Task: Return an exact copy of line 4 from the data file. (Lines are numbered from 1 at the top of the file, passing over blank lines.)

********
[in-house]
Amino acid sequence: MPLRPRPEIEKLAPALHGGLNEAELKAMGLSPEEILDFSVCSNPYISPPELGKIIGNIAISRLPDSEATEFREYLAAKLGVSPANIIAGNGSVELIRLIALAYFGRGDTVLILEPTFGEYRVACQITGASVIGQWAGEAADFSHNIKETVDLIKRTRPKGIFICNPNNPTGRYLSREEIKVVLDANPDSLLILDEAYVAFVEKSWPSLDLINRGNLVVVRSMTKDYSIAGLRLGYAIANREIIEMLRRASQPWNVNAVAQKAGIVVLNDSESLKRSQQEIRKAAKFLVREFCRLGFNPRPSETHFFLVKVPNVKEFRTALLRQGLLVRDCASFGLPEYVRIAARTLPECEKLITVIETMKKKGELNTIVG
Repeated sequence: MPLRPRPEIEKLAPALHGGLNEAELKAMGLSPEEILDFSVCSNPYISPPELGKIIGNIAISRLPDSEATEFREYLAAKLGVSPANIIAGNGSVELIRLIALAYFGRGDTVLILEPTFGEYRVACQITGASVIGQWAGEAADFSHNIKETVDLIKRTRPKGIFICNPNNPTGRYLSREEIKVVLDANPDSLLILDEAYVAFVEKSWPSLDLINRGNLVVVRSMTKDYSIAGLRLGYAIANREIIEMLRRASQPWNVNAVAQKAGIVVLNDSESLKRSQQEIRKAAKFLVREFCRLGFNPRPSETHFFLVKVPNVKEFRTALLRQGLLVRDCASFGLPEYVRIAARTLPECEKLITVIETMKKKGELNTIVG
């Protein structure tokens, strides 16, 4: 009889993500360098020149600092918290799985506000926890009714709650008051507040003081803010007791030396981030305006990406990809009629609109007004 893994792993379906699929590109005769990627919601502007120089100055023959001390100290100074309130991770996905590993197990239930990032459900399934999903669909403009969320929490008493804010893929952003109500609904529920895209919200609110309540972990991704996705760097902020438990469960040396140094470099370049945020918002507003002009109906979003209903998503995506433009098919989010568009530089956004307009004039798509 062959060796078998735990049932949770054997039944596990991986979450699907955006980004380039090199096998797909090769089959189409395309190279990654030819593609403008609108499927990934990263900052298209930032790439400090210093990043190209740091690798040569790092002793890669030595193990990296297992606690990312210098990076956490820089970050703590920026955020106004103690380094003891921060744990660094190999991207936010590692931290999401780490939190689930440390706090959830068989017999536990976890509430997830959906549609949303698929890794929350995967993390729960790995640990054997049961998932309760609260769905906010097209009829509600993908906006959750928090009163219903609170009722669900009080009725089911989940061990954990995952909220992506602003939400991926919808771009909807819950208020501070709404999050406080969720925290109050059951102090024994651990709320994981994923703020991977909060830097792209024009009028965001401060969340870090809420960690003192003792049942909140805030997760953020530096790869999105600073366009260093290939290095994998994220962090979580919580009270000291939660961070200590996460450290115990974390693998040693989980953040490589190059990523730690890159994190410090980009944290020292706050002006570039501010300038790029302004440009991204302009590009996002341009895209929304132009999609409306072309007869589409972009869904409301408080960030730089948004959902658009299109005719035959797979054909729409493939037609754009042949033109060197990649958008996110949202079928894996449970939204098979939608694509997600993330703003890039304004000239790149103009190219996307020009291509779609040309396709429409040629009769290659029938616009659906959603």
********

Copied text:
């Protein structure tokens, strides 16, 4: 009889993500360098020149600092918290799985506000926890009714709650008051507040003081803010007791030396981030305006990406990809009629609109007004 893994792993379906699929590109005769990627919601502007120089100055023959001390100290100074309130991770996905590993197990239930990032459900399934999903669909403009969320929490008493804010893929952003109500609904529920895209919200609110309540972990991704996705760097902020438990469960040396140094470099370049945020918002507003002009109906979003209903998503995506433009098919989010568009530089956004307009004039798509 062959060796078998735990049932949770054997039944596990991986979450699907955006980004380039090199096998797909090769089959189409395309190279990654030819593609403008609108499927990934990263900052298209930032790439400090210093990043190209740091690798040569790092002793890669030595193990990296297992606690990312210098990076956490820089970050703590920026955020106004103690380094003891921060744990660094190999991207936010590692931290999401780490939190689930440390706090959830068989017999536990976890509430997830959906549609949303698929890794929350995967993390729960790995640990054997049961998932309760609260769905906010097209009829509600993908906006959750928090009163219903609170009722669900009080009725089911989940061990954990995952909220992506602003939400991926919808771009909807819950208020501070709404999050406080969720925290109050059951102090024994651990709320994981994923703020991977909060830097792209024009009028965001401060969340870090809420960690003192003792049942909140805030997760953020530096790869999105600073366009260093290939290095994998994220962090979580919580009270000291939660961070200590996460450290115990974390693998040693989980953040490589190059990523730690890159994190410090980009944290020292706050002006570039501010300038790029302004440009991204302009590009996002341009895209929304132009999609409306072309007869589409972009869904409301408080960030730089948004959902658009299109005719035959797979054909729409493939037609754009042949033109060197990649958008996110949202079928894996449970939204098979939608694509997600993330703003890039304004000239790149103009190219996307020009291509779609040309396709429409040629009769290659029938616009659906959603």